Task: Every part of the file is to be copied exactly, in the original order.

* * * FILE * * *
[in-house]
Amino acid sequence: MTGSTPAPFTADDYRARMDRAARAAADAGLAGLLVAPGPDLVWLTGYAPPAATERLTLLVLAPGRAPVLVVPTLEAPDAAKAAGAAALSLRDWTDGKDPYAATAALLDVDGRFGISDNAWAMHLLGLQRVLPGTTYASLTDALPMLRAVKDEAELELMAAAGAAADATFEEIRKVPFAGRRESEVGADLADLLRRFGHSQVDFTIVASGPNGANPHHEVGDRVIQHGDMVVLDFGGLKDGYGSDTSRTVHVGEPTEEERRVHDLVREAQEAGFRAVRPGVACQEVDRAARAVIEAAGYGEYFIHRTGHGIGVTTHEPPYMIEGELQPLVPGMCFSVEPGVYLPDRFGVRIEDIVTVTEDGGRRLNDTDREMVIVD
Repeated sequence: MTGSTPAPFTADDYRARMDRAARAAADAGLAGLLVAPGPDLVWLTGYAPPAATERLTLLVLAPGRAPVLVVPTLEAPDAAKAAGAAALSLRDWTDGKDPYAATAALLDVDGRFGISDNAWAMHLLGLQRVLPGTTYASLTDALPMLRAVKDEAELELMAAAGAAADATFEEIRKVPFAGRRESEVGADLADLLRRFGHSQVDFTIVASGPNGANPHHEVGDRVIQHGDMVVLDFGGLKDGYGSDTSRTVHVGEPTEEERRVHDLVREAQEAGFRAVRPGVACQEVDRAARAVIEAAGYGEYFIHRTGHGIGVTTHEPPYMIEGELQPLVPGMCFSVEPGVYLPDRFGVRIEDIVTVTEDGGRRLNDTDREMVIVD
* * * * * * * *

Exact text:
[in-house]
Amino acid sequence: MTGSTPAPFTADDYRARMDRAARAAADAGLAGLLVAPGPDLVWLTGYAPPAATERLTLLVLAPGRAPVLVVPTLEAPDAAKAAGAAALSLRDWTDGKDPYAATAALLDVDGRFGISDNAWAMHLLGLQRVLPGTTYASLTDALPMLRAVKDEAELELMAAAGAAADATFEEIRKVPFAGRRESEVGADLADLLRRFGHSQVDFTIVASGPNGANPHHEVGDRVIQHGDMVVLDFGGLKDGYGSDTSRTVHVGEPTEEERRVHDLVREAQEAGFRAVRPGVACQEVDRAARAVIEAAGYGEYFIHRTGHGIGVTTHEPPYMIEGELQPLVPGMCFSVEPGVYLPDRFGVRIEDIVTVTEDGGRRLNDTDREMVIVD
Repeated sequence: MTGSTPAPFTADDYRARMDRAARAAADAGLAGLLVAPGPDLVWLTGYAPPAATERLTLLVLAPGRAPVLVVPTLEAPDAAKAAGAAALSLRDWTDGKDPYAATAALLDVDGRFGISDNAWAMHLLGLQRVLPGTTYASLTDALPMLRAVKDEAELELMAAAGAAADATFEEIRKVPFAGRRESEVGADLADLLRRFGHSQVDFTIVASGPNGANPHHEVGDRVIQHGDMVVLDFGGLKDGYGSDTSRTVHVGEPTEEERRVHDLVREAQEAGFRAVRPGVACQEVDRAARAVIEAAGYGEYFIHRTGHGIGVTTHEPPYMIEGELQPLVPGMCFSVEPGVYLPDRFGVRIEDIVTVTEDGGRRLNDTDREMVIVD